Haley says she had 'personal conversation' with Trump about Charlottesville

U.S. Ambassador to the United Nations Nikki HaleyNimrata (Nikki) HaleyTreasury retweets Trump, possibly violating campaign law UN human rights chief: Trump’s anti-press rhetoric is ‘very close to incitement to violence’ Who guards the guardians? MORE on Tuesday said she talked with President Trump about the violent clashes earlier this month at a white supremacist rally in Charlottesville, Va. 

"I had a personal conversation with the president about Charlottesville and I will leave it at that," she said on CNN's "New Day."

"But I will tell you that there is no room for hate in this country. I know the pain that hate can cause."

Haley, whose parents immigrated from India, said the country needs to isolate "haters."

Those who use hate speech need to understand they are in the minority, she added.

"Our country is founded on so much more that that," she said.

"And it's something that we don't stand for in America," she said. "And I think that the president clarified that last night."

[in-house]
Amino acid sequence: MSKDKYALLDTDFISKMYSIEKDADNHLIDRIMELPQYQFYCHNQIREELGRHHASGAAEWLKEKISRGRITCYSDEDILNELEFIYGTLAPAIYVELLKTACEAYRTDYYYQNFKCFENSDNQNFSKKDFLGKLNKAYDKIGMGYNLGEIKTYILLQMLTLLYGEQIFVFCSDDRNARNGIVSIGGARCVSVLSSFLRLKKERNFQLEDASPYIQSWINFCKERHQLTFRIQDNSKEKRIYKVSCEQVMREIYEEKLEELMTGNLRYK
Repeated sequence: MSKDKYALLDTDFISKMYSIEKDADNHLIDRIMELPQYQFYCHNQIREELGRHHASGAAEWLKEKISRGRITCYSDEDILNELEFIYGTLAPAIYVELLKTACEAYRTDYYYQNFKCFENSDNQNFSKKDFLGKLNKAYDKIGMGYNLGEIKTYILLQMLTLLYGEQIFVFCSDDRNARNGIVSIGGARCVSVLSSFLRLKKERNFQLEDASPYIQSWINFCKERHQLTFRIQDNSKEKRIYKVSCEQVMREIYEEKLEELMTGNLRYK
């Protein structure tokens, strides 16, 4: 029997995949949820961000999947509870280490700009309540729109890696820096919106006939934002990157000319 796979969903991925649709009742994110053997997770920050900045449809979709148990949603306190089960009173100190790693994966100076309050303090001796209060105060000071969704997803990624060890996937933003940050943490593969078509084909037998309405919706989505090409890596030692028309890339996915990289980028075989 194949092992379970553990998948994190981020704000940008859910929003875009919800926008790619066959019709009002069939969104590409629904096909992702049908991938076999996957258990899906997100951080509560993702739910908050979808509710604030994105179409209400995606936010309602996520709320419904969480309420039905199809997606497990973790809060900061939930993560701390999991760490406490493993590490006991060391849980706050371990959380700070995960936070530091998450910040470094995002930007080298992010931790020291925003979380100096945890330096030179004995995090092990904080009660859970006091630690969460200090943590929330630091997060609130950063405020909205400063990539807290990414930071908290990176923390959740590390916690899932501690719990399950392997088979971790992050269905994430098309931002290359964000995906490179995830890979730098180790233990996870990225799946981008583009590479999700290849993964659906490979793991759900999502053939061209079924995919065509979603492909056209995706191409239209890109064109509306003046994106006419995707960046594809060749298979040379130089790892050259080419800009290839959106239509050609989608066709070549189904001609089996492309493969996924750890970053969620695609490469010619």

In his address Monday, Trump called for unity and denounced hatred and bigotry.

“When we open our hearts to patriotism, there is no room for prejudice, no place for bigotry and no tolerance for hate,” Trump said at the beginning of a speech aimed at detailing the administration’s strategy in Afghanistan.

Trump came under fire last week from lawmakers on both sides for his response to the violent clashes in Charlottesville, where white supremacists fought with counterprotesters throughout the morning and afternoon. One died and 19 more were injured when a car was driven into a crowd of counterprotesters.

The alleged driver, James Alex Fields Jr., was in Charlottesville attending the rally. Fields was arrested and charged with second-degree murder.

During a press conference last week, he said there is "blame on both sides" for the deadly violence in Virginia.

During a separate interview on ABC's "Good Morning America" early Tuesday, Haley reiterated she had a private conversation with Trump, adding it was "taken very well."

As South Carolina’s governor, Haley in 2015 signed a bill to remove the Confederate flag from the Statehouse grounds

Haley had called for the flag to be removed days after a shooting at a historic black church in Charleston, S.C., that left nine people dead.